Cole Hamels should be used to it by now. The lefty might not be the unluckiest man in the world--he makes millions of dollars to play a game and has a gorgeous wife and a World Series MVP award to look at if the blues start to get him down--but he might be the unluckiest pitcher of 2010 in terms of exceptional performances not showing up in the win total. Against the Mets Saturday night, Hamels pitched seven innings, gave up six hits and a run, struck out 11... and fell to 7-8 on the season. It was his ninth quality start this year, and sixth since June 7, in which Hamels either took a loss or no-decision. (This doesn't include his seven-inning, ten-strikeout, four-run performance against the Nationals last Sunday in a game the Phils won in 11 innings.)
Worse, the Mets got their one run on a Jeff Francoeur solo homer in the seventh inning, an OFJOAB special that landed in the first row beyond the right-field wall. Francoeur is 8 for 16 in his career against Hamels, probably in part because Cole pretty much only throws strikes--78 of his 99 pitches Saturday were in the zone--and Frenchy swings at everything, as seen when he struck out on a full-count pitch at his eyes with two outs and the bases loaded against Chad Durbin in the eighth.
All that said, the other lefty on the hill tonight, Mets ace Johan Santana, was pretty special himself. Rebounding from the ten-run tattooing the Phils put on him back in May, Santana worked 7 1/3 scoreless innings Saturday, holding the Phils hitless until Placido Polanco singled with two outs in the sixth. Actually, Santana should have been out of the inning without seeing Polanco; he struck out Raul Ibanez a batter earlier, but Henry Blanco failed to corral the pitch, and Ibanez reached first. With two on and two outs, though, Mike Sweeney grounded to short.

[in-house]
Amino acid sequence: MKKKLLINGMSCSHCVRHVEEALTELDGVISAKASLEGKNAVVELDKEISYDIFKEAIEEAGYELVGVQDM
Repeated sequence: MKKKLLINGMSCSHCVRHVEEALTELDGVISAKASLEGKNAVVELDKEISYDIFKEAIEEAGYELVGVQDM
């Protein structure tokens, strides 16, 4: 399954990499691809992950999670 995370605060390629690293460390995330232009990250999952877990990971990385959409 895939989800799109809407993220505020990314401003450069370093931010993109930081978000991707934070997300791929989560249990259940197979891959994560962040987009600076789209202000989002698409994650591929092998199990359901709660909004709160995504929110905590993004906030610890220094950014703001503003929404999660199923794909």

The theme of failing to cash in opportunities continued through the next two innings. Jayson Werth led off the seventh with a double, then fulfilled his evident mission to do something inexplicably stupid once a game by getting thrown out at third on Ben Francisco's grounder to short. Two batters later, Wilson Valdez beat out a bunt for a hit, pushing Hamels out of the game in favor of John Mayberry Jr., who flew out to center. The Phils came even closer in the eighth, with Jimmy Rollins and Ibanez starting the inning with singles against a clearly tiring Santana. But Charlie Manuel called on #3 hitter Polanco--he of the .320 average--to lay down a bunt, and Santana jumped on it and threw to third just ahead of Rollins. Mets manager Jerry Manuel then lifted his ace in favor of hyperactive reliever Francisco Rodriguez, who induced a lineout from Sweeney, walked Werth, fell behind pinch-hitter Ross Gload, battled back to 3-2, and finally got a grounder to second to end the inning. Rodriguez came back to work a 1-2-3 ninth, and the Phils' 12 game home win streak was at an end.
With the Braves' 3-0 win over the Giants, the Phillies fall back to two games out of first place. They'll resume the pursuit tomorrow and try to secure a series win over the Mets when Roy Halladay faces knuckleballer R.A. Dickey.